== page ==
rss.shrm.org | Dinah Wisenberg Brin
Temporary workers in Germany can be paid less than permanent employees in a comparable position if a collective bargaining agreement grants them advantages that neutralize, or compensate for, the unequal treatment, the country’s Federal Labor Court ruled.
The decision cleared up legal uncertainty by confirming that German statutes allowing such an exception to the country’s equal treatment principle, which encompasses equal pay, comply with European Union (EU) laws, according to legal experts.
In its ruling, the court acknowledged a temporary agency worker had been subjected to unequal treatment by being paid a lower hourly wage than permanent employees, but it clarified that an EU directive allows such treatment under certain collective bargaining agreement provisions.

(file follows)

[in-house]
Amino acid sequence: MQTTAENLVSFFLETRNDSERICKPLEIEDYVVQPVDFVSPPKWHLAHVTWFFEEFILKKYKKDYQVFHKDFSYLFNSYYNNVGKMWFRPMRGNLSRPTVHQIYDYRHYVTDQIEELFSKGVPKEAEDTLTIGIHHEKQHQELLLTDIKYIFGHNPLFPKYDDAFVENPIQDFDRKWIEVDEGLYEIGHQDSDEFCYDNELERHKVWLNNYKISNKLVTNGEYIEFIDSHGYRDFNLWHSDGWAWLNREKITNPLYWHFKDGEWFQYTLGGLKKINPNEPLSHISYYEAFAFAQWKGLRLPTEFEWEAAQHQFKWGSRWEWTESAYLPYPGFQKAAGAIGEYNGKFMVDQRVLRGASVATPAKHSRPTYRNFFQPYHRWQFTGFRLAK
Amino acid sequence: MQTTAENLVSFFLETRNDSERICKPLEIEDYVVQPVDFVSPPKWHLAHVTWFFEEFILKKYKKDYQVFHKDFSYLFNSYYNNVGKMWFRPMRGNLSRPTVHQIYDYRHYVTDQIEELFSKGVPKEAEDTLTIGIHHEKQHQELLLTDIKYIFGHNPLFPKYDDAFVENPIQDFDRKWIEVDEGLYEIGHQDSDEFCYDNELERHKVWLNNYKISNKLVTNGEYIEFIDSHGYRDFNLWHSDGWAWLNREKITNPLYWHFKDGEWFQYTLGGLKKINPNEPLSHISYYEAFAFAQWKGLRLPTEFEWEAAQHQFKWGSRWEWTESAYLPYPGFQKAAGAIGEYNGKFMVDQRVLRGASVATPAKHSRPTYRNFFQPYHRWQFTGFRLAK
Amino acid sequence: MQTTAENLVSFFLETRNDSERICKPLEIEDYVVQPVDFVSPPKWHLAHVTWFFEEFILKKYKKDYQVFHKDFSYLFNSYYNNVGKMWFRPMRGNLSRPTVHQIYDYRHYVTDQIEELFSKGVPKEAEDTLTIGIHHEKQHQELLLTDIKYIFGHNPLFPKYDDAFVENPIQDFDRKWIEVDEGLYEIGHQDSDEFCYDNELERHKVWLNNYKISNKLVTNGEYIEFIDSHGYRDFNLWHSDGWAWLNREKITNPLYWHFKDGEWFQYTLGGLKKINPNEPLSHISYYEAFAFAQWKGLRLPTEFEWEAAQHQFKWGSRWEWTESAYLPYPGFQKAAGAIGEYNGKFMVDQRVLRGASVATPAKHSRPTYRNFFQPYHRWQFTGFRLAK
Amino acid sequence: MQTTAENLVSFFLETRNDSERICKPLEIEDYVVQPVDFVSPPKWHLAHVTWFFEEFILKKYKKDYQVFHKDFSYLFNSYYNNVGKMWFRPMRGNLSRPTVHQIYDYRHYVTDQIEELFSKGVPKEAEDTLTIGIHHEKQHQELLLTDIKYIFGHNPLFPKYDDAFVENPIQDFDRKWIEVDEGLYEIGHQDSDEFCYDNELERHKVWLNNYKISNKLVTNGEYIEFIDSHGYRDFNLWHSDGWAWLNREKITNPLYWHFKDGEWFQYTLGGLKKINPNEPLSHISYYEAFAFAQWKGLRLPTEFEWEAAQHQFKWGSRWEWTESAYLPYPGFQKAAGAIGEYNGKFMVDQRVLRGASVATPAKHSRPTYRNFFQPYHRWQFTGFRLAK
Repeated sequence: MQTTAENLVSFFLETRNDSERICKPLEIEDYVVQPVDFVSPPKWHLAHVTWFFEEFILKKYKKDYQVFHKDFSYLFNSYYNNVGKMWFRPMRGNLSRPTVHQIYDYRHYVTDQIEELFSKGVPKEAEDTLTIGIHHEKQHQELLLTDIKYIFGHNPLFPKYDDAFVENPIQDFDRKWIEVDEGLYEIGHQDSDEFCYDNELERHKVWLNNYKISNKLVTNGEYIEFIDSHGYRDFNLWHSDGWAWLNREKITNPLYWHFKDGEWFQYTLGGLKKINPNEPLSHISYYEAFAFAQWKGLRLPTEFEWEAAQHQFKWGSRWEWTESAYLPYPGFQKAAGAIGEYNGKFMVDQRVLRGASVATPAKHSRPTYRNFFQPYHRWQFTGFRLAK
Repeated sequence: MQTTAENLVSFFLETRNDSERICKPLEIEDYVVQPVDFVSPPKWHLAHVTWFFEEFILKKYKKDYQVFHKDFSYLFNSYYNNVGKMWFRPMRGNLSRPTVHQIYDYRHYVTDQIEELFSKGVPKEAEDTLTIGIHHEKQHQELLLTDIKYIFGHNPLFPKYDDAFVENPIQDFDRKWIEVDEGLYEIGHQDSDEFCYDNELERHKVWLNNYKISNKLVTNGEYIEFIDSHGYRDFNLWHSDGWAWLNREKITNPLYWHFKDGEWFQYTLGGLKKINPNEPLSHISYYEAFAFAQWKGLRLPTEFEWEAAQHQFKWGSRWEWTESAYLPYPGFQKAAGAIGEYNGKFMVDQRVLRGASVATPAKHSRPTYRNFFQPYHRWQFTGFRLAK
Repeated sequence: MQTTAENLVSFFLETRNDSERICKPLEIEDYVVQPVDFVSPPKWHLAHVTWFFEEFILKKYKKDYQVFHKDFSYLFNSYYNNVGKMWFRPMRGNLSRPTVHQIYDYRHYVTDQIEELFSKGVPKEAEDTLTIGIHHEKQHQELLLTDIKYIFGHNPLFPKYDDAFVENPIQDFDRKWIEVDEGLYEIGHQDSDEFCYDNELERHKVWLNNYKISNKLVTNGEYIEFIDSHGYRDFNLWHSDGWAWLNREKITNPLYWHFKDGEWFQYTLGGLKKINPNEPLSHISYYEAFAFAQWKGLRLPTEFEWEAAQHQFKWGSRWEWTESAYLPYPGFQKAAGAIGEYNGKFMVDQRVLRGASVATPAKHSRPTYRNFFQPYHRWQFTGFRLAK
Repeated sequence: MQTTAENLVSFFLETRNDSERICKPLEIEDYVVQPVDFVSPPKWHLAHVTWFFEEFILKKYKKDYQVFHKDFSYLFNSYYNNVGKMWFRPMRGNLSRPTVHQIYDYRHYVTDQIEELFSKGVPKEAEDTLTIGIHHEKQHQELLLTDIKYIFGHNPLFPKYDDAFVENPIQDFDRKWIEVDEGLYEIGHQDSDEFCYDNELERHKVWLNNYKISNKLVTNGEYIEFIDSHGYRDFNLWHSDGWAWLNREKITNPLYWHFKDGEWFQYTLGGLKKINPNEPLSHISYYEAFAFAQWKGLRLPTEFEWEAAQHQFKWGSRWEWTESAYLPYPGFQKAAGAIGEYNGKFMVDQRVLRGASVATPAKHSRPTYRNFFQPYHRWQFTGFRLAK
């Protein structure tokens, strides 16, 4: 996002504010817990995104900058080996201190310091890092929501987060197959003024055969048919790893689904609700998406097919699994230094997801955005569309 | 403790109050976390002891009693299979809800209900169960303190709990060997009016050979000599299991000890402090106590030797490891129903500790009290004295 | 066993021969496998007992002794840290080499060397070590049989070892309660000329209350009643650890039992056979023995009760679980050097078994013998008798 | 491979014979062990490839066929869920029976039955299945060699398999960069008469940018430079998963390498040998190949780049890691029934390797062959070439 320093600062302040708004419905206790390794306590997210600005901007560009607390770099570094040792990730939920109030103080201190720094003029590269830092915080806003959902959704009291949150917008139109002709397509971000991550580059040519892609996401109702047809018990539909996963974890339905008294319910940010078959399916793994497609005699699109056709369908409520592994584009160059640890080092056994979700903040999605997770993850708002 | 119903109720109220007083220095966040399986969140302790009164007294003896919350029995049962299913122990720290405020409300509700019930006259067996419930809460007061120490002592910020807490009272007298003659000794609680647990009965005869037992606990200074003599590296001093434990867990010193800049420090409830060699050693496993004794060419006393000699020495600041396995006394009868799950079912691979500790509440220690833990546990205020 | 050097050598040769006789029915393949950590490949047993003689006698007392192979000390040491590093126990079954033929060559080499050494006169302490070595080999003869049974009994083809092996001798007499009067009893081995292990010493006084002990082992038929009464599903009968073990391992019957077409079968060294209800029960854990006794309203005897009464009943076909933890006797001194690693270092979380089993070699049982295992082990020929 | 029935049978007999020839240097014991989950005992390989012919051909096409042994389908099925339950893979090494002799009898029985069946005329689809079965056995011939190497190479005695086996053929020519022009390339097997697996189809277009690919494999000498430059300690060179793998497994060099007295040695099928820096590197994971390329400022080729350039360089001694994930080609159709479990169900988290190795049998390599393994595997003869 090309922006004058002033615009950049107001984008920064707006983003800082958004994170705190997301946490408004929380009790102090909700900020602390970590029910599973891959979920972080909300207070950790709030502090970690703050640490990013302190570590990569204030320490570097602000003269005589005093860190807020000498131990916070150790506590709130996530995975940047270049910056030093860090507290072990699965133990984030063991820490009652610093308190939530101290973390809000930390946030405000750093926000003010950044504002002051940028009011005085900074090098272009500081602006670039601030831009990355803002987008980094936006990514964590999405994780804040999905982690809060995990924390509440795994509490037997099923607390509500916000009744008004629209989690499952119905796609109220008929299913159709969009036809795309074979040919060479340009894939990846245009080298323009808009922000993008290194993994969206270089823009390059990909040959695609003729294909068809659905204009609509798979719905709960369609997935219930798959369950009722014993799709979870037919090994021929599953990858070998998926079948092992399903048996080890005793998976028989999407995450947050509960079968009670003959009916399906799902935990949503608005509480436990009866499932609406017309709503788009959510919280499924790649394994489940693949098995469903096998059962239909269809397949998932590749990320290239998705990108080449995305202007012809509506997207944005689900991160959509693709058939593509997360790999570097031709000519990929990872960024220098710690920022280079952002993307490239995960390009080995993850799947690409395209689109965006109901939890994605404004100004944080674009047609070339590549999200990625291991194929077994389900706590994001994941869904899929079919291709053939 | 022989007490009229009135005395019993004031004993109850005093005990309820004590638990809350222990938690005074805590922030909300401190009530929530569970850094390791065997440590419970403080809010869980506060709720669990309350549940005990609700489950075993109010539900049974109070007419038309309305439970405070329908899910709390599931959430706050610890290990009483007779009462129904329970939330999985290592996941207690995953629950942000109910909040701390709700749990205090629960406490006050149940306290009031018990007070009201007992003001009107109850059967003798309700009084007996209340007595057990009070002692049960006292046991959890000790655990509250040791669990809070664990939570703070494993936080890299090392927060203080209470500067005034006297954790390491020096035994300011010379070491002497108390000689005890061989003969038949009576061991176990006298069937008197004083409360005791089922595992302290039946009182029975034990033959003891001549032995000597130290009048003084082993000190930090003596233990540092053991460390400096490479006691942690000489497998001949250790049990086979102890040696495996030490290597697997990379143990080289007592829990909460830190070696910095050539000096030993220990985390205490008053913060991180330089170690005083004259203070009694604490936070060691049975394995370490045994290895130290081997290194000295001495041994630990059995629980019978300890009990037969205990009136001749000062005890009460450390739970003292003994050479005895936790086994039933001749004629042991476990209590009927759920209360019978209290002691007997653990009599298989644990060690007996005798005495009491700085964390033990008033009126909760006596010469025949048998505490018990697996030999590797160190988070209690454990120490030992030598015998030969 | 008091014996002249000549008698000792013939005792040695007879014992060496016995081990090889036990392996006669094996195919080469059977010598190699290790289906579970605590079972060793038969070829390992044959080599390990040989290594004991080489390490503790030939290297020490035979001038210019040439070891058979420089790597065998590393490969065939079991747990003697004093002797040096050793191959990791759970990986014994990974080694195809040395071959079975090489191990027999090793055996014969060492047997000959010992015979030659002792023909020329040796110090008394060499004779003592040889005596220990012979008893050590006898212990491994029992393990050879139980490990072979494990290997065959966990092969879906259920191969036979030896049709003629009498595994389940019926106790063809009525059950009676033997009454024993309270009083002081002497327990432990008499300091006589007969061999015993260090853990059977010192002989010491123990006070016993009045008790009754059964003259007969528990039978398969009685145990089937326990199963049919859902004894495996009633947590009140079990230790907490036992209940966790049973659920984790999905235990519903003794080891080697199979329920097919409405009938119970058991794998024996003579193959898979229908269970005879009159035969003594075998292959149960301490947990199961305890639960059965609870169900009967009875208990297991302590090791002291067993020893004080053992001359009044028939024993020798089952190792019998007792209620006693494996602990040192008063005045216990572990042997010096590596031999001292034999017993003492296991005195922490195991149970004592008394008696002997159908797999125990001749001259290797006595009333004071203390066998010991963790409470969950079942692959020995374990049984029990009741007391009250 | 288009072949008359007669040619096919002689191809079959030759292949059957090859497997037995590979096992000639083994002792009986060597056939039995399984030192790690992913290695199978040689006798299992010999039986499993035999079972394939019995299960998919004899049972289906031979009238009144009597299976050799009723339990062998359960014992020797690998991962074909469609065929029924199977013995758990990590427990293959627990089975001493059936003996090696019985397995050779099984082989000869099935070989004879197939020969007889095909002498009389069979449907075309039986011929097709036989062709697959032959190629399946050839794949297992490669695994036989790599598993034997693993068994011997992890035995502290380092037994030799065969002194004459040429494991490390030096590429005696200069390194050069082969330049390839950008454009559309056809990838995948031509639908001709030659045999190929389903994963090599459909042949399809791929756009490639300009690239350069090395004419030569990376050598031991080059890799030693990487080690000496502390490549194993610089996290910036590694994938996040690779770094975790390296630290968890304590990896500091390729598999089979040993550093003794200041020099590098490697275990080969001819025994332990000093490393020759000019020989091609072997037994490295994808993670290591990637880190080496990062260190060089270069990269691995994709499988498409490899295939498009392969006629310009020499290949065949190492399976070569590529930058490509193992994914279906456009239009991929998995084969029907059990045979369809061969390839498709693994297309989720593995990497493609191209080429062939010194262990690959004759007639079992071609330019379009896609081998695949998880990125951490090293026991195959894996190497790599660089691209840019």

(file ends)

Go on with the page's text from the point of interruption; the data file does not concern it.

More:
“Unequal treatment is only permissible if such disadvantage is offset or neutralized by other terms and conditions,” said Verena Braeckeler-Kogel, an attorney with Pusch Wahlig Workplace Law in Cologne, Germany.
Temporary Agency Worker Protection
The European Court of Justice (ECJ) previously had noted that countervailing benefits that offset the differing treatment and respect the overall protection of temporary agency workers can allow for an exception from the equal treatment principle, said Gerlind Wisskirchen, an attorney with CMS Germany in Cologne.
The German labor court’s decision codifies the ECJ ruling into German law, confirming the exception can apply in the country, Wisskirchen said. She noted…
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